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Feel the sterling crumble…*

*(10cc – “Wall Street Shuffle”)

With the recent collapse in the pound’s value, those expats whose primary means of support is in sterling (like pensions, for example) are feeling the pinch just now – and some would-be expats are finding that they’re having to postpone their escape from the UK.

The Daily Telegraph reported last week that costs have risen dramatically within the past six months. Research from Foreign Currency Direct shows that living as an expat in the Eurozone (including the hugely popular expat destination of Spain, as well as France and other Mediterranean sunspots such as Malta) has risen by roughly 20 per cent.

Much the same can be said of the USA, with the average property price shooting up by over £32,000. This applies to the cost of living more generally, not just property. The Telegraph quotes a nice figure to illustrate this – the cost of a medium cappuccino in Starbucks, which has risen from £2.74 to £3.27. (Reminds us a bit of The Economist‘s famous “Big Mac” index, which is a good rough-and-ready way of measuring purchasing power around the world.)

It’s not quite so gloomy everywhere you look. Canada, a perennially popular destination as far as users of the British Expat forums are concerned, has only increased in price by 3 per cent as a result of currency movements – the pound has held its own comparatively well against the Canadian dollar. But prices have moved upwards for Australia and New Zealand-based British expats – although by a relatively modest 15 per cent in Australia and 8 per cent in New Zealand.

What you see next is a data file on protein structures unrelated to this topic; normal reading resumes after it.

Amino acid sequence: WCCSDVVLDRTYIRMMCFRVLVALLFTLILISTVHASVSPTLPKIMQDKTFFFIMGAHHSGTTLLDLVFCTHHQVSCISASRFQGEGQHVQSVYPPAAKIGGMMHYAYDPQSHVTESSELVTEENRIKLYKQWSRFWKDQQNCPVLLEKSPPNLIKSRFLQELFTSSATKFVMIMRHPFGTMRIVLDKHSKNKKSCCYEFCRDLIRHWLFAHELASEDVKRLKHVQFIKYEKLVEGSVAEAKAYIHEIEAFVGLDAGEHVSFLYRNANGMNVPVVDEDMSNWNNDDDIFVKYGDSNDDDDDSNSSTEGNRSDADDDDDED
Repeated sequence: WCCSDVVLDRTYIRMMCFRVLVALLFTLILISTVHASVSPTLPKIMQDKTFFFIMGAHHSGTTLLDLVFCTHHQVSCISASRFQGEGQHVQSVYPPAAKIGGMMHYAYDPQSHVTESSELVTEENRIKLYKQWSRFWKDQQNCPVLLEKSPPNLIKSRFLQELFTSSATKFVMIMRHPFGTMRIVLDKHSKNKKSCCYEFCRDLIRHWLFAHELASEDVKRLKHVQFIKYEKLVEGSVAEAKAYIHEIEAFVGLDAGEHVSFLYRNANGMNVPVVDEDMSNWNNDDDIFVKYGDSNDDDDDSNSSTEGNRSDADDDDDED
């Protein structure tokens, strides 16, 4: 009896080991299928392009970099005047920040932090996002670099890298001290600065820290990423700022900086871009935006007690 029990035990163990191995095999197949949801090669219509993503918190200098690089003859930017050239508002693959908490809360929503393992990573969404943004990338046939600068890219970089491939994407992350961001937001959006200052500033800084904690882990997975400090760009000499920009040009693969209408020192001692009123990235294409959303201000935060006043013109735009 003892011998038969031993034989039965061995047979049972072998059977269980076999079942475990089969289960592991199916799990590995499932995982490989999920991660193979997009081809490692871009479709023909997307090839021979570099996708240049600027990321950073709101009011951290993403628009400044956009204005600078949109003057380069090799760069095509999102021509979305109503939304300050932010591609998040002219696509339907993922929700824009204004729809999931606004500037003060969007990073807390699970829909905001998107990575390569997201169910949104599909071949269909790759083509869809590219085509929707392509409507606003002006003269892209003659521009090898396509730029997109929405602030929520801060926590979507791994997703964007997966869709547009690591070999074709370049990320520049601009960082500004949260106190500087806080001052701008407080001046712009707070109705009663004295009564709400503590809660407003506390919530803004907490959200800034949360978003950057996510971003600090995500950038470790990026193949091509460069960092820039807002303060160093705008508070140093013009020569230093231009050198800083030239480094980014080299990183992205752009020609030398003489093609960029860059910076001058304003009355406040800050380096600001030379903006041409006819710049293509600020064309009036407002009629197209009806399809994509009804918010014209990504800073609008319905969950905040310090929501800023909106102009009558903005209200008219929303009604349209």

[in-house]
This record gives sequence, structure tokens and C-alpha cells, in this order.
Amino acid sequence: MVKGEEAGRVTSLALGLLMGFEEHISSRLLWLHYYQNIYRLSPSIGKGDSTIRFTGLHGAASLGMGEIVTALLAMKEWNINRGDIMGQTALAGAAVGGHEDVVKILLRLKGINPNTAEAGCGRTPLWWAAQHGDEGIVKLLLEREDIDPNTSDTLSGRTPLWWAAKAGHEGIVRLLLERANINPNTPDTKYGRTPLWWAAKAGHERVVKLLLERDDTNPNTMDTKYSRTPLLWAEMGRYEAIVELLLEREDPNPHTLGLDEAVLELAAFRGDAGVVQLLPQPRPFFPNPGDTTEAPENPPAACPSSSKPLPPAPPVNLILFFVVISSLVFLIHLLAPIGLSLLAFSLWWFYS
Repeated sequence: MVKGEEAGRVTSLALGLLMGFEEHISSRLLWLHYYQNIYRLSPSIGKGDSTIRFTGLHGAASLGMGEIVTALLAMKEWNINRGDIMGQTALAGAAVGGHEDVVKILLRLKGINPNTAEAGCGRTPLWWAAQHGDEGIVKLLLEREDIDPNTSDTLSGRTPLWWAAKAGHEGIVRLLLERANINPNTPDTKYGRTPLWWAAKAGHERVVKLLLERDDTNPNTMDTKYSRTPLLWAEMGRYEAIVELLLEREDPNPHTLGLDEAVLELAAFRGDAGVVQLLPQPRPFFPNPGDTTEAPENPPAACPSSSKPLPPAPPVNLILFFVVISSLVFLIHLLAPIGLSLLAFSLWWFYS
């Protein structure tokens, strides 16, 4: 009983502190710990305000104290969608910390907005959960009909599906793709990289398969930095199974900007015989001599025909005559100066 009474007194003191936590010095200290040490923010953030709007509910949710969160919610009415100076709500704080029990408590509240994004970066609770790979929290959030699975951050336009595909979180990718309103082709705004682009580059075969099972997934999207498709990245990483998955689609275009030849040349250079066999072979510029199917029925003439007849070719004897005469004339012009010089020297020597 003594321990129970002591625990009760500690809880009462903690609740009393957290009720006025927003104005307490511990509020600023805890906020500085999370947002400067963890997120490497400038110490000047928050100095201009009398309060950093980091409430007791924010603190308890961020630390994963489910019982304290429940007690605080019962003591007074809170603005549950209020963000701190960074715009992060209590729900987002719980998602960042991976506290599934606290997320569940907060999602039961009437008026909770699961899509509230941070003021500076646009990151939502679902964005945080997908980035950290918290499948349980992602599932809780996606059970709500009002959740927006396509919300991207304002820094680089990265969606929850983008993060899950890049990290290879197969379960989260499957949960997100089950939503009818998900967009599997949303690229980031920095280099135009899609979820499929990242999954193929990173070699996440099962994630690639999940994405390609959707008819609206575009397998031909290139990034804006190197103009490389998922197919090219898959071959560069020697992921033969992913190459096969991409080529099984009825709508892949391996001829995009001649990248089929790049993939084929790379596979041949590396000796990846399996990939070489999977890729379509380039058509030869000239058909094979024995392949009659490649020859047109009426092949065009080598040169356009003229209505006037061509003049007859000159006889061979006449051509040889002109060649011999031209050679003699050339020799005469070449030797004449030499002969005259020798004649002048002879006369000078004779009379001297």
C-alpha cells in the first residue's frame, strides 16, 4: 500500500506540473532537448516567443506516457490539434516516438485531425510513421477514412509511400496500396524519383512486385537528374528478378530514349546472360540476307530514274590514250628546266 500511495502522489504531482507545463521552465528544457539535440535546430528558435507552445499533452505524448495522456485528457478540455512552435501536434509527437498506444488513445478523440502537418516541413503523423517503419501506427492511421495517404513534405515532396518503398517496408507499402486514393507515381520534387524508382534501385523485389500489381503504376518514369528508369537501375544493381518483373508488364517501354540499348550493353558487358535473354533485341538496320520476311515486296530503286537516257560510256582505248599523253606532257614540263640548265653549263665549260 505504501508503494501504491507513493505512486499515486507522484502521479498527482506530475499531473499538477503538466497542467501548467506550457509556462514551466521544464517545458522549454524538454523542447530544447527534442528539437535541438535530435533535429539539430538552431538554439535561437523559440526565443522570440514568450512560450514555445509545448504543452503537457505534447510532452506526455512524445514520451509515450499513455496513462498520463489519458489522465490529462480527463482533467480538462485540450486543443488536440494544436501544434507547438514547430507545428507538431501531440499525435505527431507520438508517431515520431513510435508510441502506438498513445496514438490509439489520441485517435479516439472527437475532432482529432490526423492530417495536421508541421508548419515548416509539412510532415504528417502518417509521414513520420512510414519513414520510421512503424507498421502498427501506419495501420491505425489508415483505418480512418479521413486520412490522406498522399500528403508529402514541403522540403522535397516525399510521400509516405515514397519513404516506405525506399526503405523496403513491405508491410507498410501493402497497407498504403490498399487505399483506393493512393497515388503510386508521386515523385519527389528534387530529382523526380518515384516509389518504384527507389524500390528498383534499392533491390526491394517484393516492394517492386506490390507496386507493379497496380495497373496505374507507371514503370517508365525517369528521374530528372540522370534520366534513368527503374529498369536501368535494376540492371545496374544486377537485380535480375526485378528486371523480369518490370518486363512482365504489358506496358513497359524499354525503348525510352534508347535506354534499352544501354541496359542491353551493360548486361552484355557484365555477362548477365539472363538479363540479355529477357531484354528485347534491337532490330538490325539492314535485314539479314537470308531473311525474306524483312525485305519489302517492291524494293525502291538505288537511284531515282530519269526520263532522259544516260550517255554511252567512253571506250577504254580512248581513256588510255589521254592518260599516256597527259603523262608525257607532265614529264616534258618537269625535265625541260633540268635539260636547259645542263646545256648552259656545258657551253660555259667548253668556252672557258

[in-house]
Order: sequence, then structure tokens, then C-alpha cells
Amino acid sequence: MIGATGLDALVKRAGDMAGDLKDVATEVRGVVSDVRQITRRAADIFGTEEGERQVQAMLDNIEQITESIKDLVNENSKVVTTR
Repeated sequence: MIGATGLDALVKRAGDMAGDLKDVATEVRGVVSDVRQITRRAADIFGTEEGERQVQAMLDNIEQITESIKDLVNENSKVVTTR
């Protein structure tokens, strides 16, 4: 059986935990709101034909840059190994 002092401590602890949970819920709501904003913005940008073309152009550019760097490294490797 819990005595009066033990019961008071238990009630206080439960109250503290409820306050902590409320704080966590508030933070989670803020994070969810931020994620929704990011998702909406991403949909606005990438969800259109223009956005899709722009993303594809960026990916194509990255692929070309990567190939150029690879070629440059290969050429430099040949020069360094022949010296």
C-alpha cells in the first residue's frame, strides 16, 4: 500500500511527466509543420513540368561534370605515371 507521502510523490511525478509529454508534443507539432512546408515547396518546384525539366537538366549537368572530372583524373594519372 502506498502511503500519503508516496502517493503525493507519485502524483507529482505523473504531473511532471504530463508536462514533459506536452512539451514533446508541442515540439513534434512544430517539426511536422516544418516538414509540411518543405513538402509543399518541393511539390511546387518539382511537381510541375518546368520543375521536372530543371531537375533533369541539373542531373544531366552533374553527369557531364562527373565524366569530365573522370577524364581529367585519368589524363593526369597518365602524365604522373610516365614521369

Is there anything you can do to ease the pain? Ultimately, probably not – if the rate is bad, then you have to wear it. But on the other hand, if you’re moving large amounts of currency around then it really does pay to look beyond your bank. There are several currency exchange specialists who can move the money quickly for you at an agreed rate that can be far better than what the banks offer.

(We’ve had personal experience of this. Our own bank in the Isle of Man wanted to charge us a hefty sum to transfer money from the dollar account we held with them into the sterling account we held at exactly the same branch! We asked CurrencyUK what we’d get if we did the exchange through them instead – and got a much better deal, even after paying the CHAPS transfer fee to send them the money.)

You can find out more about CurrencyUK by clicking on the banner below. (CurrencyUK pay us commission on any transfer you make, at no extra cost to you.)

 

PG Author: Kay McMahon

Kay has been an expat for nearly 30 years. She set up the British Expat website back in early 2000, whilst living in London and missing the expat life. These days she spends much of her time lugging computers and cameras around the world. (Dave gets to deal with all the really heavy stuff.)

1 Comment

Online Invoices 11-10-2010, 00:16

If you are going to be actively trading the FX from your foreign currency salary back into Sterling for example it makes sence to transact once a month, which means with FX rate fluctuations, you will ‘average in’ at a fair level.

If you hold all your pay in foreign currency and do it in one lump sum, you can either make significant gains, or you could lock in a decent loss depending on the FX when you convert your money.

If you have a view on the currency that you are being paid in then it will pay to try and trade this to fit your view, but agree with the article that states you should look beyond your account, set up an FX brokerage account, which should give you tighter bid-offer spreads and less fee’s.

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